In 1891, Mark Stewart, an active temperance and anti-opium campaigner, stood up in the British House of Commons to draw attention to a report that claimed cannabis was far more harmful than opium and that "the lunatic asylums of India are filled with ganga [cannabis] smokers. He wanted the Government of India to extend the prohibition of cannabis that had already been implemented in Lower Burma.
The cause was taken up by William Sproston Caine, another temperance advocate who focused specific attention on cannabis. While visiting India he came to the conclusion that cannabis was "the most horrible intoxicant the world has yet produced." According to Caine, when an Indian wants to commit some horrible crime, such as murder or wife mutilation, he prepares himself for it with two anna’s worth of bhang from a government majoon shop. He demanded that the Secretary of State for India set up a Commission of Experts to study the issue.
To his surprise the government agreed, possibly in part to direct attention away from the brewing debate about opium.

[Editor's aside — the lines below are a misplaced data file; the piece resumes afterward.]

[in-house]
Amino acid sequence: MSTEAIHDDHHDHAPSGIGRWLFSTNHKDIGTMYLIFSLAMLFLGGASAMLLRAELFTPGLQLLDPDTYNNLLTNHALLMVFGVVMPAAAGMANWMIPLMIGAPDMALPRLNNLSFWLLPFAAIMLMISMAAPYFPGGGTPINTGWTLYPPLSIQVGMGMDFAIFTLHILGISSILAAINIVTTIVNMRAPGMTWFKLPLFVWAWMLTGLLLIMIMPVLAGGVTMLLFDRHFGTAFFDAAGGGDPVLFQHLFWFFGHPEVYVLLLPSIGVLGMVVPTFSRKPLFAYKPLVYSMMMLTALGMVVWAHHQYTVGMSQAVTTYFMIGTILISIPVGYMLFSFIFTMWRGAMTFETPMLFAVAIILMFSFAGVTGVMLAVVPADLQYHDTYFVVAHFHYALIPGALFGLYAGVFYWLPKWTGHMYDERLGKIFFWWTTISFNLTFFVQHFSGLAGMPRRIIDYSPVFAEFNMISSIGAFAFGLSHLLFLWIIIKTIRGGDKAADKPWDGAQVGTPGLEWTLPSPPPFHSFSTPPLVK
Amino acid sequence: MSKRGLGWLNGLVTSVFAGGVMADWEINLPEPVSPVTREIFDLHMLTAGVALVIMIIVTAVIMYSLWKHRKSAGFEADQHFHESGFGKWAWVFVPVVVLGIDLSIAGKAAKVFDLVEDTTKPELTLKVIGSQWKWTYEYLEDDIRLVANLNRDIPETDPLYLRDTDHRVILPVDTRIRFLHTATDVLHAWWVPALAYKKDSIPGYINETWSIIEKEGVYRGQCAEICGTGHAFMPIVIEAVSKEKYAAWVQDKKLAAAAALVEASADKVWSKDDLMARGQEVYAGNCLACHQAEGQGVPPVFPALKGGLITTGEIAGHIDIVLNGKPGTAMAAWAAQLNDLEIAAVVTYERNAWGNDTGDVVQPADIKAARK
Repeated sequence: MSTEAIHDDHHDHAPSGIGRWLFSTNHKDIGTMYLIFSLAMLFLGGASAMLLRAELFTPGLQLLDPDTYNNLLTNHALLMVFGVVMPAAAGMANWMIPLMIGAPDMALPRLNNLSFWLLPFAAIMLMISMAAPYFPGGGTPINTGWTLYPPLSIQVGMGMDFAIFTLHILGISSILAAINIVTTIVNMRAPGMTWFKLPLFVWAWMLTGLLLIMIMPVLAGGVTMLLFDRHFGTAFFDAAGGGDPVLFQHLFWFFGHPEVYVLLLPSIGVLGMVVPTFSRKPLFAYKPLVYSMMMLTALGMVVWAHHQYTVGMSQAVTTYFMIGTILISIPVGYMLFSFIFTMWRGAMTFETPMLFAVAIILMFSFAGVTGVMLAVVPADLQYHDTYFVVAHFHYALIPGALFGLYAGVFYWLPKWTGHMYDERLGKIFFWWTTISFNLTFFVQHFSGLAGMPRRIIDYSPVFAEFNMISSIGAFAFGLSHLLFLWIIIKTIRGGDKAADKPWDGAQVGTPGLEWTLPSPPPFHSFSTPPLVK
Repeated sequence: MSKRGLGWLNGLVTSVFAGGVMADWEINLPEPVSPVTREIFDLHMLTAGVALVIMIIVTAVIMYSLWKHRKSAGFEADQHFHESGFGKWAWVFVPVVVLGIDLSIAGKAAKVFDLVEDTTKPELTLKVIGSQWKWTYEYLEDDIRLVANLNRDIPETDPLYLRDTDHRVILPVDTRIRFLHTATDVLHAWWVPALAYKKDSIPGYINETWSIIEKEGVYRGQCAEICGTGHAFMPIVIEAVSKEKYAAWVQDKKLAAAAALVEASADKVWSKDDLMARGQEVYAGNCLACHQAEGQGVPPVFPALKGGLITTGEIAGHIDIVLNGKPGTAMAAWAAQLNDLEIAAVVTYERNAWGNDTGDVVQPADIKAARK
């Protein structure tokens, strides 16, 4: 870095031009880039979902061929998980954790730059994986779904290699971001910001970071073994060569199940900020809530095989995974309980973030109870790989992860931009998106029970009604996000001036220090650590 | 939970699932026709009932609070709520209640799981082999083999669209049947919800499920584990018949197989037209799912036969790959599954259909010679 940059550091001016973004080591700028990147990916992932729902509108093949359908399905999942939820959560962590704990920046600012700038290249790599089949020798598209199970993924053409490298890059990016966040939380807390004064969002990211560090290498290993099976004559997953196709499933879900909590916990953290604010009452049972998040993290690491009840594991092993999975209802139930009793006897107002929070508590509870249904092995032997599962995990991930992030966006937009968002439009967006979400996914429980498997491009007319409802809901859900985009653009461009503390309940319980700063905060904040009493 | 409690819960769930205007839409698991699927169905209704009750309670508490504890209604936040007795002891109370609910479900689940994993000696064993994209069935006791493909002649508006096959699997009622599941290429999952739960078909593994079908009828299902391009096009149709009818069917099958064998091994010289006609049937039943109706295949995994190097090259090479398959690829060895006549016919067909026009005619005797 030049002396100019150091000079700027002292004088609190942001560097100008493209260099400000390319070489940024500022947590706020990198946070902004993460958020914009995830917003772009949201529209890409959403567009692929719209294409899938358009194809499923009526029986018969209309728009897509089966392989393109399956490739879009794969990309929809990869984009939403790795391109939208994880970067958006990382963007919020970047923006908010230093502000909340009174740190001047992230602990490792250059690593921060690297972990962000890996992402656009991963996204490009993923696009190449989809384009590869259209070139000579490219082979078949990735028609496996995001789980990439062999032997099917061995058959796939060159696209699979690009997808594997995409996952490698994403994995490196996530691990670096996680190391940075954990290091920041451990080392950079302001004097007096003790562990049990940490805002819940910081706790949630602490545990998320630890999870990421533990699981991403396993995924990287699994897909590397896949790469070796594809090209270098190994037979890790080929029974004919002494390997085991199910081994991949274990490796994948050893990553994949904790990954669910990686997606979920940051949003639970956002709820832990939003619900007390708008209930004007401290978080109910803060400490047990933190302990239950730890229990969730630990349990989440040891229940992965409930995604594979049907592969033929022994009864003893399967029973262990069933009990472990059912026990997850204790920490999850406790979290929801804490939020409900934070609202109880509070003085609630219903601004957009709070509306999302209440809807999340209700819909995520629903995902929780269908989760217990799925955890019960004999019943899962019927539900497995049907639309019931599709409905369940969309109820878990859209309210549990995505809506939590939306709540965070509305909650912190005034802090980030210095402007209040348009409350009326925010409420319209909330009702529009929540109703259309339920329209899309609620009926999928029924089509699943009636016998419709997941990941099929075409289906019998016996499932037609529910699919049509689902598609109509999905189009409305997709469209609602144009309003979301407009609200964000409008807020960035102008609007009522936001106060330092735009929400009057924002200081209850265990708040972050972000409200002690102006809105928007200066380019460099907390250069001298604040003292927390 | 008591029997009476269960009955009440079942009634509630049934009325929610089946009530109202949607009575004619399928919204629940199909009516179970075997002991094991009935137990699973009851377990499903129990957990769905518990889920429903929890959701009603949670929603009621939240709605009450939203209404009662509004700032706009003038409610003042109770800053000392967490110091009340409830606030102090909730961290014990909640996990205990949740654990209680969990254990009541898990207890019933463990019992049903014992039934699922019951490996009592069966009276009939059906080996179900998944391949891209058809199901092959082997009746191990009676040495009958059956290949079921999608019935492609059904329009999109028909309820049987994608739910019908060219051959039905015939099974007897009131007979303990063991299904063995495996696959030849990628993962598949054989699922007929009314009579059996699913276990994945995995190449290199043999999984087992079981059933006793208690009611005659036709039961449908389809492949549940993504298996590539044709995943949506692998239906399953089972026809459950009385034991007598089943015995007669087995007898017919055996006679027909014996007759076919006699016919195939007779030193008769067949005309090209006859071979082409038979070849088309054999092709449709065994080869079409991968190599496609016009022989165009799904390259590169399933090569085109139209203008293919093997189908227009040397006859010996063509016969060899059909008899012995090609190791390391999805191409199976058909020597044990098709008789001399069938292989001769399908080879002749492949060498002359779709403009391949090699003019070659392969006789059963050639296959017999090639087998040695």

Source: Mills. J. (2013). Cannabis Britannica : The rise and demise of a Victorian wonder-drug. Gresham.
||India, UK (England, Scotland, Wales, Northern Ireland)
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Indian Hemp Drugs Commission Report (1893 - 1894 CE)
In 1893 in response to various claims and demands, the colonial Government of India convened a commission to look into he effects of the production and consumption of hemp drugs in India. The Indian Hemp Drugs Commission remains the most extensive and wide-ranging survey of a cannabis-consuming society compiled to this day.
It concluded that may of the reports about the effects of hemp drugs have been "greatly exaggerated." In general, the Commission concluded, moderate use of hemp drugs had no negative impacts on physical, mental or moral wellbeing. It did acknowledge that in certain exceptional cases, "owing to idiosyncrasies of constitution," even moderate use of these drugs may have some negative physical or mental impact. Excessive use, on the other hand, was seen to have negative impact on physical, mental and moral health. The Commission was keen to emphasize that this was the case with all intoxicants and not just with hemp.
The Commission rejected the idea of cannabis prohibition. Instead it favoured a standardization of cannabis taxation policy in India to ensure that prices were high enough to limit the amount that most consumers would use, while not so high that a black-market would develop.
William S. Caine, President, National Temperance Federation